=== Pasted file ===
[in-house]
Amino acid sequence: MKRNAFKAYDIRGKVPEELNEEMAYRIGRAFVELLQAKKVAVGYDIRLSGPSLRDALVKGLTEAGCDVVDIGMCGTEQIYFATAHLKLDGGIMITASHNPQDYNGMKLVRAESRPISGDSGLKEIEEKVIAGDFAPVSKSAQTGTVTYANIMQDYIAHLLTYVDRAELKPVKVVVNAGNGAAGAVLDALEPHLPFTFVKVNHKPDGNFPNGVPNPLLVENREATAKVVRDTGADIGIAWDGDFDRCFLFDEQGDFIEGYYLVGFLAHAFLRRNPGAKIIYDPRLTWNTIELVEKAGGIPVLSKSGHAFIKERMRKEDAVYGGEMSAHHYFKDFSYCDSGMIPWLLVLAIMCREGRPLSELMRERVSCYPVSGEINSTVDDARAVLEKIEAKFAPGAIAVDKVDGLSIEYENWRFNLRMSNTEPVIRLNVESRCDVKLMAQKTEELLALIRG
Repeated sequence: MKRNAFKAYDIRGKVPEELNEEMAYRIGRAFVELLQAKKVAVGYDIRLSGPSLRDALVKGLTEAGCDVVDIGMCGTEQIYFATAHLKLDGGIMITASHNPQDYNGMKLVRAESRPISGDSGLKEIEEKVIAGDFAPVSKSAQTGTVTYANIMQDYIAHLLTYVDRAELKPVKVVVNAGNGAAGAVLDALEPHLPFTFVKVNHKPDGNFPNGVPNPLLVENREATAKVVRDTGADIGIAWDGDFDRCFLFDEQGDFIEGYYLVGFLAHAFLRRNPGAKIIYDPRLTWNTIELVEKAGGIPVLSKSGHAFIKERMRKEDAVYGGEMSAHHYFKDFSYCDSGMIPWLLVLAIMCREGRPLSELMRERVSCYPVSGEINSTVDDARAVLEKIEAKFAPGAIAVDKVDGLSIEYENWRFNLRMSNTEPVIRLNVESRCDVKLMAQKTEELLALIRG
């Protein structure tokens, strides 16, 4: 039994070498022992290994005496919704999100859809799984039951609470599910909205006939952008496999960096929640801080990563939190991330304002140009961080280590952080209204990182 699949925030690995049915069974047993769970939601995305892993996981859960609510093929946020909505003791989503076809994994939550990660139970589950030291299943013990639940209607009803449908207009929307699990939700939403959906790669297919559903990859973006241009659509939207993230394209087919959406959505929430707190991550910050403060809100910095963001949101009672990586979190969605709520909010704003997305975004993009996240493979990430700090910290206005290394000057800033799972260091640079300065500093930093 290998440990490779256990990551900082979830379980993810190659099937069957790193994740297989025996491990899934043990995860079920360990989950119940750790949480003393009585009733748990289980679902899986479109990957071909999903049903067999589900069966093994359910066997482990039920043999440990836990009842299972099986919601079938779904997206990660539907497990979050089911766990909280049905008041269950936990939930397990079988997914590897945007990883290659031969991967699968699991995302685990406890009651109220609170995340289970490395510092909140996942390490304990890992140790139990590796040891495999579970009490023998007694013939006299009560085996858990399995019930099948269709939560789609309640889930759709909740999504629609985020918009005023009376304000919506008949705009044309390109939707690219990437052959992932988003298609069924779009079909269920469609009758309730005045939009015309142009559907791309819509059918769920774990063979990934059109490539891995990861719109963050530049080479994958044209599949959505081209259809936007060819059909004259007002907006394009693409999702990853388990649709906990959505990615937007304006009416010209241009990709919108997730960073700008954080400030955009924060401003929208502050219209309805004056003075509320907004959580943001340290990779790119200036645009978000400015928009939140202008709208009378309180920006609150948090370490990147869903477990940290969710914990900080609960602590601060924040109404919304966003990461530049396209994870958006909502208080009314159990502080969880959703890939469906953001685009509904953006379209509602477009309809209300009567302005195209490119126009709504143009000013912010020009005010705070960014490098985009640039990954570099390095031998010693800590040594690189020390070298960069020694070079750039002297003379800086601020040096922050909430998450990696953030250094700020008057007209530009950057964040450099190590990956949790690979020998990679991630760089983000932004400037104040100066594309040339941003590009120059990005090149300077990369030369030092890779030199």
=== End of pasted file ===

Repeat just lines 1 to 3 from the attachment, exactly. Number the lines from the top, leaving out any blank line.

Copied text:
[in-house]
Amino acid sequence: MKRNAFKAYDIRGKVPEELNEEMAYRIGRAFVELLQAKKVAVGYDIRLSGPSLRDALVKGLTEAGCDVVDIGMCGTEQIYFATAHLKLDGGIMITASHNPQDYNGMKLVRAESRPISGDSGLKEIEEKVIAGDFAPVSKSAQTGTVTYANIMQDYIAHLLTYVDRAELKPVKVVVNAGNGAAGAVLDALEPHLPFTFVKVNHKPDGNFPNGVPNPLLVENREATAKVVRDTGADIGIAWDGDFDRCFLFDEQGDFIEGYYLVGFLAHAFLRRNPGAKIIYDPRLTWNTIELVEKAGGIPVLSKSGHAFIKERMRKEDAVYGGEMSAHHYFKDFSYCDSGMIPWLLVLAIMCREGRPLSELMRERVSCYPVSGEINSTVDDARAVLEKIEAKFAPGAIAVDKVDGLSIEYENWRFNLRMSNTEPVIRLNVESRCDVKLMAQKTEELLALIRG
Repeated sequence: MKRNAFKAYDIRGKVPEELNEEMAYRIGRAFVELLQAKKVAVGYDIRLSGPSLRDALVKGLTEAGCDVVDIGMCGTEQIYFATAHLKLDGGIMITASHNPQDYNGMKLVRAESRPISGDSGLKEIEEKVIAGDFAPVSKSAQTGTVTYANIMQDYIAHLLTYVDRAELKPVKVVVNAGNGAAGAVLDALEPHLPFTFVKVNHKPDGNFPNGVPNPLLVENREATAKVVRDTGADIGIAWDGDFDRCFLFDEQGDFIEGYYLVGFLAHAFLRRNPGAKIIYDPRLTWNTIELVEKAGGIPVLSKSGHAFIKERMRKEDAVYGGEMSAHHYFKDFSYCDSGMIPWLLVLAIMCREGRPLSELMRERVSCYPVSGEINSTVDDARAVLEKIEAKFAPGAIAVDKVDGLSIEYENWRFNLRMSNTEPVIRLNVESRCDVKLMAQKTEELLALIRG